Theron is unrecognisable in this role, replacing her beauty and elegance with a frightening combination of deranged stares and violent head jerks. Although audience members will no doubt feel some sympathy for the character – a woman who has been so cruelly beaten by a dark and cynical world – Theron’s monster is still a terrifying sight to behold.
3. Robert De Niro (Jake LaMotta) in Raging Bull (Martin Scorsese, 1980)
Raging Bull is considered by many to be Scorsese’s masterpiece. It also features Robert De Niro in one of his finest roles. The film follows the rise and fall of former World Middleweight Champion, Jake LaMotta. A vicious fighter in the ring, LaMotta developed a bad reputation as a ‘slugger’ who subjected his opponents to rough beatings. However, it was the athlete’s turbulent life outside the ring that destroyed both his career and his relationship with his family.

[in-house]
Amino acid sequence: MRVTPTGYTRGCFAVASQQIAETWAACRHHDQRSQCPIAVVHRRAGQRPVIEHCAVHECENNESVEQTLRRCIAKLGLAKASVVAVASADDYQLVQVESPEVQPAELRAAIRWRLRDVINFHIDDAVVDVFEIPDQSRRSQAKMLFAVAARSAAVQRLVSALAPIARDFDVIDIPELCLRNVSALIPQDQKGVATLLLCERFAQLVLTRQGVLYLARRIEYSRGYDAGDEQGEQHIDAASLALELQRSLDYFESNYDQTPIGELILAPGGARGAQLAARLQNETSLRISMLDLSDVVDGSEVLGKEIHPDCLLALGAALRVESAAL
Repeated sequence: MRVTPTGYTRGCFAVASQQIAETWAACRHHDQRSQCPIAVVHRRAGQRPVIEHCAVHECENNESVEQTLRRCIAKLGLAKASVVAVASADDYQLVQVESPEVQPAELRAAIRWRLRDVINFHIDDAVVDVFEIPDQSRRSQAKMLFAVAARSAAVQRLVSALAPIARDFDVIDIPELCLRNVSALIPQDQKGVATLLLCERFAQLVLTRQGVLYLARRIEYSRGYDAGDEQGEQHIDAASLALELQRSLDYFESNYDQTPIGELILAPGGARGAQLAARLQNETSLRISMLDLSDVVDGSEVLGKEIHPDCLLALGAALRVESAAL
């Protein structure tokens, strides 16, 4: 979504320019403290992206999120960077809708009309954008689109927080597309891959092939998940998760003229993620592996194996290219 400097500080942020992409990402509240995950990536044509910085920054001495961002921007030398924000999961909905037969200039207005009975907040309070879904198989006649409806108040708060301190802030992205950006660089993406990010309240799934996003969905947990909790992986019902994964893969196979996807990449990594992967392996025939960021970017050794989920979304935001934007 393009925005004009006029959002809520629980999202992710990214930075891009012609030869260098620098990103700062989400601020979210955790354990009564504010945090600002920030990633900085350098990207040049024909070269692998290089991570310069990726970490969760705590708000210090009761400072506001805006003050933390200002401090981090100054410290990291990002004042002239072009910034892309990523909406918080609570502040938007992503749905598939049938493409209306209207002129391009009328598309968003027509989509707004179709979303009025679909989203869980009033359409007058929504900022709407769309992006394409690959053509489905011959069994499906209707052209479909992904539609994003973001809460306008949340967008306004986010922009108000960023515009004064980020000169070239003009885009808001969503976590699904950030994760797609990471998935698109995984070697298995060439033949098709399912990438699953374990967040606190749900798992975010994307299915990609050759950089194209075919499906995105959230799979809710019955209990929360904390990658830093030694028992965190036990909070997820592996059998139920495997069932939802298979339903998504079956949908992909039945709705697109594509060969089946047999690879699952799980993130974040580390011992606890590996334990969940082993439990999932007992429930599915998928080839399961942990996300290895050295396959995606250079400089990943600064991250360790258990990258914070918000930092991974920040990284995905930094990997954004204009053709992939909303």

De Niro embodies two very different versions of LaMotta: the violent boxer, and the disgraced stand-up comedian. In preparation for the former, De Niro spent hours training in the ring with LaMotta himself, mimicking the fighter’s style and movements. When the time came to prepare for the latter, production was put on hold so that the actor could gain over 27kg (60 lb) to realistically portray the champion’s fall from grace.
But the heart of the performance lies in De Niro’s ability to tap into the fighter’s disturbing aggression – both in and out of the ring – fuelled by sexual jealousy and a self-destructive thirst for victory. The actor wields this aggression and mercilessly unleashes it before the audience in the film’s most terrifying scene: where Jake violently assaults his brother Joey in front of his wife and children.